Honey this post broke my heart and made me sob big sploshy tears. Friends are so very important at Master A's age age. We have two almost 18 years olds so I should know. Whilst blubbering into tissues I had a lightening flash moment. I immediately telephoned my gorgeous Brenton who was at his best mates house. You see Brenton and his best mate Sam have loads in common with your Master A. Sam is studying horticulture? at our local Tafe (wants to be a landscape designer) and both Sam and Brenton are into Japanese Anime BIGTIME and of course love their sports and are both fond of girls ;] Brenton needed no convincing and offered (without my prompting) that he and Sam would be happy to pay A a visit from time to time...take their playstation/xbox along if A is able? He said he could take along some anime to watch with him or loan A some of his monster dvd collection. He also invited A (if he can get there) to come along and watch him and Sam play touch footy on Monday nights.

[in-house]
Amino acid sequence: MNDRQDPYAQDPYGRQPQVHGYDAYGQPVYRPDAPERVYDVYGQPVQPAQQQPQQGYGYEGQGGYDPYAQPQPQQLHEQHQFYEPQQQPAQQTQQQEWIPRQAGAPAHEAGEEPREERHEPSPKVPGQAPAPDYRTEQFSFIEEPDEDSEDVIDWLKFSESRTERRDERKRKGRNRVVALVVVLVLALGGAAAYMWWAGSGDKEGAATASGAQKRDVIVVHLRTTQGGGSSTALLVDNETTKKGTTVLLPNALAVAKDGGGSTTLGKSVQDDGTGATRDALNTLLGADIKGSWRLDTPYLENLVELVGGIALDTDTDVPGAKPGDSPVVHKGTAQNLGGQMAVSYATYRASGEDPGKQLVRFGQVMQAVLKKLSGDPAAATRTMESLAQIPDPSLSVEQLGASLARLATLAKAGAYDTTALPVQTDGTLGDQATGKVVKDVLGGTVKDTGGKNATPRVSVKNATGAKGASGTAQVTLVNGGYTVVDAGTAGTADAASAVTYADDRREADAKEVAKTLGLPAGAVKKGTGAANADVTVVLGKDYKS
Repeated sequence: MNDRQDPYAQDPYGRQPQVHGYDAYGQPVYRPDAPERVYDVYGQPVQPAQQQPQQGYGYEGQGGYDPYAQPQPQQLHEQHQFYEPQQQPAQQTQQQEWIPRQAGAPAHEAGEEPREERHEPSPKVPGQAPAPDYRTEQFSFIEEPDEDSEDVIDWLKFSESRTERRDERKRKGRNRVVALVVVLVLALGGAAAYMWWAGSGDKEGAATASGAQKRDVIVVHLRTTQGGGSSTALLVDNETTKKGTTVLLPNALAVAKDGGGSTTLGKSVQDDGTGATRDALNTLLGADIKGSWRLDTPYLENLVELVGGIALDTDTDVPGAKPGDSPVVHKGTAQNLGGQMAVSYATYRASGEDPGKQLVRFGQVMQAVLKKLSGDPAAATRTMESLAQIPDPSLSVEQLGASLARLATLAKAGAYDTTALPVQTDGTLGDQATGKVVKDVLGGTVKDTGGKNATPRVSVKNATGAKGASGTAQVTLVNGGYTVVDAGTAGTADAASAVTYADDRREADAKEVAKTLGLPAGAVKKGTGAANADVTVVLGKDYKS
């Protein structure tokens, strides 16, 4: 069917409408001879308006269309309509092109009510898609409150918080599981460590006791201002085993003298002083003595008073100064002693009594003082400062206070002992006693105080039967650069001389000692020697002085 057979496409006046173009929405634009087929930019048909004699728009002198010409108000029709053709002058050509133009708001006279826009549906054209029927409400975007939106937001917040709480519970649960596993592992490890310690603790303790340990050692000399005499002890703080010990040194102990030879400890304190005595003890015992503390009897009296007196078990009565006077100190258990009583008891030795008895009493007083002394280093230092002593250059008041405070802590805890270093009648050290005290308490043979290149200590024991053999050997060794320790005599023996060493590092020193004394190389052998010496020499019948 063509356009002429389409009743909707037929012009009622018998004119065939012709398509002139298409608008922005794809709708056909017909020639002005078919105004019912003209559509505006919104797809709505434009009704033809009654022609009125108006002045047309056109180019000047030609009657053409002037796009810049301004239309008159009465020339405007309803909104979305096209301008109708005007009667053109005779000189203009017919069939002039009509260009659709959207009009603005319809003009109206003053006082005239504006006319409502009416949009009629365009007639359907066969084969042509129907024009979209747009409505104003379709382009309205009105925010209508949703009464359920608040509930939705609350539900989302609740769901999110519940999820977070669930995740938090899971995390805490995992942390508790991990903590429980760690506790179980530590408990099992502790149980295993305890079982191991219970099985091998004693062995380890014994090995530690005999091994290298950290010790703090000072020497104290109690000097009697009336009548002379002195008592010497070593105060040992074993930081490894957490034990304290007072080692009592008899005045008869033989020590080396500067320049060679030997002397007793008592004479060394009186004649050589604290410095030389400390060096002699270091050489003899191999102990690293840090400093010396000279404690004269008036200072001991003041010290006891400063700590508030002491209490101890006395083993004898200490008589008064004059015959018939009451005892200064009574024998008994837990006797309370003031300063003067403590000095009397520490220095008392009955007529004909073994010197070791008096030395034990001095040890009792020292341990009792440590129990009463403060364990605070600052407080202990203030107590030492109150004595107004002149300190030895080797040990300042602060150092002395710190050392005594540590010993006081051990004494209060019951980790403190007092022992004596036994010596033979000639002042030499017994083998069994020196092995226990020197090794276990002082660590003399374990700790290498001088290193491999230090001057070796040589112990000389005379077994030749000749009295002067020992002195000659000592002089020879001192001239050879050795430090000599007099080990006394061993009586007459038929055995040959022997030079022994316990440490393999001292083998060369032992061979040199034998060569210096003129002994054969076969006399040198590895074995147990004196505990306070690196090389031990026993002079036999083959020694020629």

The offers there lovely. You would love Brenton cos he takes after me ;]


  4. Beyond answering that one at the mo Kimmie. Too many big sploshy tears at this end. I'll get back to you soon...xxxxxxxxxxx

  5. This post was so wonderful and reading the comments only makes me realise what a supportive and powerful forum blogging is. I am certain that your capable and loving ways will not only help your son but ensure that his life is secure and filled with great happiness. You are so right, we must all do more to help..xv